If the history of industrialized society has taught us anything, it’s that in order to stay relevant, an entity (e.g., an institution) has to change with the introduction of any new technology. Trulia and Zillow — online listing sites for real estate properties for sale — are in the position of being that new “technology,” and have been grappling with attacks from real estate brokerages for as long as they’ve existed. Real estate brokers’ largest criticism of these sites has been that they’re incomprehensive and inaccurate, wasting both the consumer and the seller’s valuable time and money.
The latest attack comes from Redfin, an online real estate brokerage firm, bolstered by a study that compares the comprehensiveness and accuracy of real estate listings on Zillow, Trulia, Redfin, and the sites of two regional real estate brokerage firms, Windermere and Long & Foster (Wingfield, 2012).
Here’s what the study found:
“The study, conducted by a real estate consulting firm called the WAV Group, looked at a sample of 6,401 home listings in 33 ZIP codes from 11 metropolitan areas in the United States. It found that Redfin, Long & Foster and Windermere all had 100 percent of the agent-listed homes for sale, while Trulia had 81 percent and Zillow had 79 percent.
The study also found that 36 percent of the agent-listed properties shown as active listings on Zillow and and 37 percent of those on Trulia were no longer for sale on the local multiple listing service, or MLS, the local associations around the country through which agents share their property listings. The study said that 0.1 percent of the listings on Redfin and 1.7 percent of the listings on Windermere’s site were no longer for sale. All of Long & Foster’s listings mirrored their status in the local MLS.”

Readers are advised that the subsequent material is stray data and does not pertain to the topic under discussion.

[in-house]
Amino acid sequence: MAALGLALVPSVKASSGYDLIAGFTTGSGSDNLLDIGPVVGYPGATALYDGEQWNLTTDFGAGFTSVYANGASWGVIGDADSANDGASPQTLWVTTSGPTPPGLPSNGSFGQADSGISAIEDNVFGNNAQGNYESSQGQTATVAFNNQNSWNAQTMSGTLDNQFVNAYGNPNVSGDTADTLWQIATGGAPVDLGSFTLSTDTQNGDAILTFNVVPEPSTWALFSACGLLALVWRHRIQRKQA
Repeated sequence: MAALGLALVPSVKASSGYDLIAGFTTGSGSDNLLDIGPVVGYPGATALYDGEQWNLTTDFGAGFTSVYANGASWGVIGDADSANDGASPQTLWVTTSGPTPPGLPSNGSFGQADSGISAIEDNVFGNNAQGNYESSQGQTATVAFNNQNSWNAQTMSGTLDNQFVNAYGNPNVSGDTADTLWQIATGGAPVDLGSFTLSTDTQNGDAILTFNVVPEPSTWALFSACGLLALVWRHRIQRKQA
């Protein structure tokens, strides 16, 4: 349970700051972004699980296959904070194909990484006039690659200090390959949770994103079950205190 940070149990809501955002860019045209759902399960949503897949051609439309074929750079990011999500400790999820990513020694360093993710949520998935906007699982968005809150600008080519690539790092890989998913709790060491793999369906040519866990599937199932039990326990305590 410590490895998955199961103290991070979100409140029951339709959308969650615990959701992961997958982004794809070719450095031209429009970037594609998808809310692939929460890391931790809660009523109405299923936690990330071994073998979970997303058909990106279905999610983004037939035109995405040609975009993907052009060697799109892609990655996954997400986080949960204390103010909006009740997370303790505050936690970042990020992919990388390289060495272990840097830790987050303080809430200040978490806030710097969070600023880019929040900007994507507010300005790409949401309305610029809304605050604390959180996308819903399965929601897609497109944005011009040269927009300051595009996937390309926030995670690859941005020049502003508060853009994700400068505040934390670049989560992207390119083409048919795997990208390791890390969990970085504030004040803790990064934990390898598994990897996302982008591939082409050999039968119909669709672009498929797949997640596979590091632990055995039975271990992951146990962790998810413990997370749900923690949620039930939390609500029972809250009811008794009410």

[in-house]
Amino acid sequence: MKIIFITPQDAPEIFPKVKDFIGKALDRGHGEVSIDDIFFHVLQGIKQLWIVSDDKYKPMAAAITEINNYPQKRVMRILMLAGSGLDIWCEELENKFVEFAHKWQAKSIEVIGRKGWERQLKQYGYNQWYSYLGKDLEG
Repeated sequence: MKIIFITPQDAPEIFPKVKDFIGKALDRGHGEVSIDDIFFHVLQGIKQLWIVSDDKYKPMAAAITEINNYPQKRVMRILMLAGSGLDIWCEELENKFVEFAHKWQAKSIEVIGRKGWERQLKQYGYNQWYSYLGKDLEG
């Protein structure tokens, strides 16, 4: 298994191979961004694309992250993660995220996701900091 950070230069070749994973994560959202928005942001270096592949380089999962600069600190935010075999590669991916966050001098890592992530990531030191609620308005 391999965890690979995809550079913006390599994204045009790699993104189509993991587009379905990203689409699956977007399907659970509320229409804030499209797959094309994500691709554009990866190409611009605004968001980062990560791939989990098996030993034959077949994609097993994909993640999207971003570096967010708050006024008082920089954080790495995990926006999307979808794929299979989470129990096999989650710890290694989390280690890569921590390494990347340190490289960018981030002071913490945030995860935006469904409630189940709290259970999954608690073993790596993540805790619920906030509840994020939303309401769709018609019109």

Compared with the finding from 2008 that Trulia had 70 percent of agent-listed homes, an improvement of 11 percentage points to 81 percent certainly qualifies as “progress,” and I predict that the numbers will only improve. Real estate brokers, however, continue to target these sites.
Jim Abbott, president and managing broker of ARG Abbott Realty Group, released a video in January in which he offers his stance on the practice of what he calls “listing syndication websites,” (LSWs) shortly after his company pulled their listings from Trulia and other online real estate sites. Unfortunately, in his seven-and-a-half minute diatribe, he doesn’t say all that much. The viewer is left with the message that LSWs are destructive, but isn’t much more informed about the reasons why than before s/he watched the video — a very dubious rhetoric.
Here’s the video:
Mr. Abbott’s video probably would have been more useful had he focused on one specific argument for the whole seven minutes, rather than briefly describing all of them. Having said that, his strongest arguments are twofold:
First, he accuses LSWs of redundancy, clogging the system with duplicate and obsolete data that is less than useless because it wastes time, confuses, and thus makes real estate transactions less efficient for both the buyer and the seller. While the line of logic to his conclusion is weak, the premise of redundancy is true, but I suspect that the system will only improve with time. For instance, Trulia is actively improving the quality of their listings with Trulia Direct Reference, a system which “allows MLSs, brokers and agents to identify discrepancies between real estate listings from MLSs and listings on third-party syndication sites” (Inman News, 2012). Trulia announced last month that all five MLSs in the San Francisco Bay Area had signed up for its quality assurance system (Inman News, 2012).